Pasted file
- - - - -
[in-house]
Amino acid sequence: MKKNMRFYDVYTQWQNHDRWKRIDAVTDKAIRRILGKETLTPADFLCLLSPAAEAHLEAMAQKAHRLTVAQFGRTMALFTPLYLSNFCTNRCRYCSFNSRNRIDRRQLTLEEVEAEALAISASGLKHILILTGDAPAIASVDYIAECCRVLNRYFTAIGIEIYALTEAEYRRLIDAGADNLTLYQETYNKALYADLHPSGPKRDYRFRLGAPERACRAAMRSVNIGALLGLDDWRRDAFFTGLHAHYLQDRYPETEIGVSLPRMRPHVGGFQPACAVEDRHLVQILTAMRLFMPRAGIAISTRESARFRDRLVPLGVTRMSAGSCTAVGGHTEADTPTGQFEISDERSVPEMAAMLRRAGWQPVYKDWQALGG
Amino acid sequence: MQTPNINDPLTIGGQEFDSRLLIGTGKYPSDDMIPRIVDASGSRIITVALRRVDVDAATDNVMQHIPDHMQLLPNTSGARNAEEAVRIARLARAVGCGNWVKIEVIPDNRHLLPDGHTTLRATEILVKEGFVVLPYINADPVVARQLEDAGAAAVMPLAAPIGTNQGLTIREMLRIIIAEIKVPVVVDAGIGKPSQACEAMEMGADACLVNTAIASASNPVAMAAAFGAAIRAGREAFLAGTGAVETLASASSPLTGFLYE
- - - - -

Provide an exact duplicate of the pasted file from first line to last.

[in-house]
Amino acid sequence: MKKNMRFYDVYTQWQNHDRWKRIDAVTDKAIRRILGKETLTPADFLCLLSPAAEAHLEAMAQKAHRLTVAQFGRTMALFTPLYLSNFCTNRCRYCSFNSRNRIDRRQLTLEEVEAEALAISASGLKHILILTGDAPAIASVDYIAECCRVLNRYFTAIGIEIYALTEAEYRRLIDAGADNLTLYQETYNKALYADLHPSGPKRDYRFRLGAPERACRAAMRSVNIGALLGLDDWRRDAFFTGLHAHYLQDRYPETEIGVSLPRMRPHVGGFQPACAVEDRHLVQILTAMRLFMPRAGIAISTRESARFRDRLVPLGVTRMSAGSCTAVGGHTEADTPTGQFEISDERSVPEMAAMLRRAGWQPVYKDWQALGG
Amino acid sequence: MQTPNINDPLTIGGQEFDSRLLIGTGKYPSDDMIPRIVDASGSRIITVALRRVDVDAATDNVMQHIPDHMQLLPNTSGARNAEEAVRIARLARAVGCGNWVKIEVIPDNRHLLPDGHTTLRATEILVKEGFVVLPYINADPVVARQLEDAGAAAVMPLAAPIGTNQGLTIREMLRIIIAEIKVPVVVDAGIGKPSQACEAMEMGADACLVNTAIASASNPVAMAAAFGAAIRAGREAFLAGTGAVETLASASSPLTGFLYE